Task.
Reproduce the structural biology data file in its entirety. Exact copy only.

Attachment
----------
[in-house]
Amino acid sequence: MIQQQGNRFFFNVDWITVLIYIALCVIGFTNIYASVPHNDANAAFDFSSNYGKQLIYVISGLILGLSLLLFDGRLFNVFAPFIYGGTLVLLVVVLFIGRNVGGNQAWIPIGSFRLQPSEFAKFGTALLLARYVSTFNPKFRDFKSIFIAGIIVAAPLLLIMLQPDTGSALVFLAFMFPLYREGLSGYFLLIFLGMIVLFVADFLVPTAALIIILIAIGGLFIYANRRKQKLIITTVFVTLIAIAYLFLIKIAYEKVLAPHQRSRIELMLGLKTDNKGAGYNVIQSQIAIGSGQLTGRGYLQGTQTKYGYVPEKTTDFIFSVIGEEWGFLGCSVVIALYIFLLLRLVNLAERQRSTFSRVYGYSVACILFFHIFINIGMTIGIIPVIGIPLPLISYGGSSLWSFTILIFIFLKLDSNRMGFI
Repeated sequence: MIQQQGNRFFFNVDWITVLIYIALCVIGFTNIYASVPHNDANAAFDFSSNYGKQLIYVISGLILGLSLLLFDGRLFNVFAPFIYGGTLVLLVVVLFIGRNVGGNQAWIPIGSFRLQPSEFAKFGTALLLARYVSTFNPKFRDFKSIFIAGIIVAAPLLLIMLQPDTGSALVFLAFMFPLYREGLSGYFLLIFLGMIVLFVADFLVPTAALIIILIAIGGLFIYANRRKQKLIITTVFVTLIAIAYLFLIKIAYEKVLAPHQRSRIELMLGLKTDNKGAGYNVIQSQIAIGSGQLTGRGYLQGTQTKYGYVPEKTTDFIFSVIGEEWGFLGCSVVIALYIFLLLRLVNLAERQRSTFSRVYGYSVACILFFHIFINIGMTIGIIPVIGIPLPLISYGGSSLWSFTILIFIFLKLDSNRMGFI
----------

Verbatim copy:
[in-house]
Amino acid sequence: MIQQQGNRFFFNVDWITVLIYIALCVIGFTNIYASVPHNDANAAFDFSSNYGKQLIYVISGLILGLSLLLFDGRLFNVFAPFIYGGTLVLLVVVLFIGRNVGGNQAWIPIGSFRLQPSEFAKFGTALLLARYVSTFNPKFRDFKSIFIAGIIVAAPLLLIMLQPDTGSALVFLAFMFPLYREGLSGYFLLIFLGMIVLFVADFLVPTAALIIILIAIGGLFIYANRRKQKLIITTVFVTLIAIAYLFLIKIAYEKVLAPHQRSRIELMLGLKTDNKGAGYNVIQSQIAIGSGQLTGRGYLQGTQTKYGYVPEKTTDFIFSVIGEEWGFLGCSVVIALYIFLLLRLVNLAERQRSTFSRVYGYSVACILFFHIFINIGMTIGIIPVIGIPLPLISYGGSSLWSFTILIFIFLKLDSNRMGFI
Repeated sequence: MIQQQGNRFFFNVDWITVLIYIALCVIGFTNIYASVPHNDANAAFDFSSNYGKQLIYVISGLILGLSLLLFDGRLFNVFAPFIYGGTLVLLVVVLFIGRNVGGNQAWIPIGSFRLQPSEFAKFGTALLLARYVSTFNPKFRDFKSIFIAGIIVAAPLLLIMLQPDTGSALVFLAFMFPLYREGLSGYFLLIFLGMIVLFVADFLVPTAALIIILIAIGGLFIYANRRKQKLIITTVFVTLIAIAYLFLIKIAYEKVLAPHQRSRIELMLGLKTDNKGAGYNVIQSQIAIGSGQLTGRGYLQGTQTKYGYVPEKTTDFIFSVIGEEWGFLGCSVVIALYIFLLLRLVNLAERQRSTFSRVYGYSVACILFFHIFINIGMTIGIIPVIGIPLPLISYGGSSLWSFTILIFIFLKLDSNRMGFI